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Fast-casual restaurants such as Panera Bread are drawing the eye of city leaders as well.

The Town of Eastchester’s zoning amendments in March were aimed at keeping fast-casual restaurants from entering the village of 32,000. Eastchester town supervisor Anthony Colavita told Fox 5 news soon after the new zoning passed that “we receive a lot of applications and a lot of inquiries from fast-food restaurants and also hybrids. 

“There’s a new style of restaurant out there called quick-casual,” Colavita said. “It’s just like a fast-food restaurant but it’s not quite like a regular restaurant, and our zoning code was not adequate to deal with it. … We’ve decided this fast-casual thing is not something we wanted.”

Colavita said those options are available in the surrounding municipalities such as Mount Vernon, New Rochelle, White Plains and Yonkers, but that fast-casual restaurants are “inappropriate for our town.”

“Generally you have a corporate-driven architecture and a similar décor,” he said. That type of restaurant also generates a lot of pedestrian and vehicular traffic, Colavita said, and “diminishes the character of the community.”

A wide variety of municipalities – generally vacation destinations – have limited chain restaurants over the past decade, including: Bainbridge Island, Wash.; Bristol, R.I.; Cannon Beach, Ore.; Chesapeake City, Md.; Fredericksburg, Texas; Ogunquit and York, Maine; San Francisco; Springdale, Utah; and number in California, including last summer in Sonoma.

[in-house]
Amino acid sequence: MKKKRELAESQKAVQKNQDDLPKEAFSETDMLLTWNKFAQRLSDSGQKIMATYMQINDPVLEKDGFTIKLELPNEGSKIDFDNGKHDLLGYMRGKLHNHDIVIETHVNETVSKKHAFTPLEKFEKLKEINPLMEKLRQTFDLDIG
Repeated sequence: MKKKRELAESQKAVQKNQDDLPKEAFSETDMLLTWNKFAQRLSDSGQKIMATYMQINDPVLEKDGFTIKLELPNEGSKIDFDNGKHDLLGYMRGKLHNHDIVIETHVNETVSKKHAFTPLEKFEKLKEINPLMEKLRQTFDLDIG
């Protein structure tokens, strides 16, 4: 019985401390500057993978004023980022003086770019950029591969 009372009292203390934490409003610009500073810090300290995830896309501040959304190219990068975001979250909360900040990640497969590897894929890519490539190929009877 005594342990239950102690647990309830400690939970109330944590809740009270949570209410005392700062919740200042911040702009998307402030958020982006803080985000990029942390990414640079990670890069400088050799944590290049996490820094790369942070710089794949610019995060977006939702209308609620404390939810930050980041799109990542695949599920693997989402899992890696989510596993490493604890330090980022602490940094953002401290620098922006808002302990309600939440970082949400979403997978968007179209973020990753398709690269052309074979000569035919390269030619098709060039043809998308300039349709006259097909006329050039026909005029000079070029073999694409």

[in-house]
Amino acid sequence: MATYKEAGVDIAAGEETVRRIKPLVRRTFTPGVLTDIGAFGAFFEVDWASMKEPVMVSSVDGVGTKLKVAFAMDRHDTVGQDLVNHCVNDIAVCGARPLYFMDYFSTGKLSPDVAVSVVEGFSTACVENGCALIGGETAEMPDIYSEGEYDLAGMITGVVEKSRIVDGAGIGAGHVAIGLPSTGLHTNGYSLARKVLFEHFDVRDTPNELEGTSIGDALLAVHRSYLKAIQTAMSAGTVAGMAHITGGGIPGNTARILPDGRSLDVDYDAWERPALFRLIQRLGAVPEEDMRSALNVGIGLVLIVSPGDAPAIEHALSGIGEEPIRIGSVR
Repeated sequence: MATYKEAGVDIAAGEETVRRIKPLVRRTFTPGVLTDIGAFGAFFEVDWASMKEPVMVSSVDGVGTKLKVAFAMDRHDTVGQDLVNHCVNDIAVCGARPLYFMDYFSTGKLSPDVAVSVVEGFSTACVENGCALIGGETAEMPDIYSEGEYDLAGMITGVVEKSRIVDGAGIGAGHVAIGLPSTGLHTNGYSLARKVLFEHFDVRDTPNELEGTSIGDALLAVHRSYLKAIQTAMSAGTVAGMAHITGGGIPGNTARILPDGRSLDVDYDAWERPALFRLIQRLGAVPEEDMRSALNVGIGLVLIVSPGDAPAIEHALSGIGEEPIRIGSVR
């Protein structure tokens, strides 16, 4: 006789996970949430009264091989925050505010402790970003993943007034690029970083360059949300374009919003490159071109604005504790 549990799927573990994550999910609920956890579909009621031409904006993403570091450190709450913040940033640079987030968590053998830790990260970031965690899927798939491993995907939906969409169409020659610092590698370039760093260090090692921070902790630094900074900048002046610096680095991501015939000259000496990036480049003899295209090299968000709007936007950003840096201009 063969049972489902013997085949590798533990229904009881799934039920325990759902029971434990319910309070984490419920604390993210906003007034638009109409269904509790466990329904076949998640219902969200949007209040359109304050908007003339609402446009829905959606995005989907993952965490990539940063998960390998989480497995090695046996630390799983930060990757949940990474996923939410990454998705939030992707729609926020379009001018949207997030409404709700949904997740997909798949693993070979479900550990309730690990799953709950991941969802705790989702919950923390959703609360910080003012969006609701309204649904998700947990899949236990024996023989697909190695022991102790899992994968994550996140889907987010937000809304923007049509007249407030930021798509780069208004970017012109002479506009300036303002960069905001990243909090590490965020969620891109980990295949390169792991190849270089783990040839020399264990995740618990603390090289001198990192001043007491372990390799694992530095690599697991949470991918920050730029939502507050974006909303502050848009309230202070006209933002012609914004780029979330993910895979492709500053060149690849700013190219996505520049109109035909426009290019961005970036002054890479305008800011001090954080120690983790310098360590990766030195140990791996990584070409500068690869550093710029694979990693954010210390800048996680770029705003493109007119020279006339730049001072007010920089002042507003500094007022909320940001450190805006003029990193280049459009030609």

When a municipality considers bans on formula businesses, Villa of the Wisconsin group said land owners and franchise business owners must remind officials of their investments in the community.

“Our advice is to keep it local and remind them that it’s local,” Villa said. “The owners of these businesses live in or around the community. Their kids go to school here. People need to be reminded of that. When you look at the rents a national franchise will pay through a local franchise owner and the traffic, those are all positives.”

Rodriguez of Mercury LLC in Los Angeles added that “restaurateurs need to voice their opposition early and often.”

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